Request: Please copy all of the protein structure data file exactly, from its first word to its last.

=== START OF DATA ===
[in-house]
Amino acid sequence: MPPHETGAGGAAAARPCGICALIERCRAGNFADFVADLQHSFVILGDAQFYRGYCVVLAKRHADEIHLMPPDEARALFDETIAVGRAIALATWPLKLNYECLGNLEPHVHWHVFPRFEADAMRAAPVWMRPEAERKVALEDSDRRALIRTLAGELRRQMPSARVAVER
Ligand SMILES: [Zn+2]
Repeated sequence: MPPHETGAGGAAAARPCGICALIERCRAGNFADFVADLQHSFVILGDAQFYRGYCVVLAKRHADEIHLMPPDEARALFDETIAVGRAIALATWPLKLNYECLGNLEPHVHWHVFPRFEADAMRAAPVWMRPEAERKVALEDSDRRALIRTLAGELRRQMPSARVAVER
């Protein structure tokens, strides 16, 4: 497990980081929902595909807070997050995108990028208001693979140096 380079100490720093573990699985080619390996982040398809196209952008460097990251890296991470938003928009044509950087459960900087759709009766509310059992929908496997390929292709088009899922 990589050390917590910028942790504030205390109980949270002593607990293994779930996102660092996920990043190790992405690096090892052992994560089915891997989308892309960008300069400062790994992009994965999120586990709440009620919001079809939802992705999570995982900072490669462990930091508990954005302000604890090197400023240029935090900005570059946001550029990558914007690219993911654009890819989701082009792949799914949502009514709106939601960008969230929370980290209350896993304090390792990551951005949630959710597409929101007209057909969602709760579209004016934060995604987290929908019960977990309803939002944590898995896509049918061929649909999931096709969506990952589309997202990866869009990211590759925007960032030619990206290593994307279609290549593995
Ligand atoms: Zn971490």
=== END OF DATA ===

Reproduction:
[in-house]
Amino acid sequence: MPPHETGAGGAAAARPCGICALIERCRAGNFADFVADLQHSFVILGDAQFYRGYCVVLAKRHADEIHLMPPDEARALFDETIAVGRAIALATWPLKLNYECLGNLEPHVHWHVFPRFEADAMRAAPVWMRPEAERKVALEDSDRRALIRTLAGELRRQMPSARVAVER
Ligand SMILES: [Zn+2]
Repeated sequence: MPPHETGAGGAAAARPCGICALIERCRAGNFADFVADLQHSFVILGDAQFYRGYCVVLAKRHADEIHLMPPDEARALFDETIAVGRAIALATWPLKLNYECLGNLEPHVHWHVFPRFEADAMRAAPVWMRPEAERKVALEDSDRRALIRTLAGELRRQMPSARVAVER
């Protein structure tokens, strides 16, 4: 497990980081929902595909807070997050995108990028208001693979140096 380079100490720093573990699985080619390996982040398809196209952008460097990251890296991470938003928009044509950087459960900087759709009766509310059992929908496997390929292709088009899922 990589050390917590910028942790504030205390109980949270002593607990293994779930996102660092996920990043190790992405690096090892052992994560089915891997989308892309960008300069400062790994992009994965999120586990709440009620919001079809939802992705999570995982900072490669462990930091508990954005302000604890090197400023240029935090900005570059946001550029990558914007690219993911654009890819989701082009792949799914949502009514709106939601960008969230929370980290209350896993304090390792990551951005949630959710597409929101007209057909969602709760579209004016934060995604987290929908019960977990309803939002944590898995896509049918061929649909999931096709969506990952589309997202990866869009990211590759925007960032030619990206290593994307279609290549593995
Ligand atoms: Zn971490």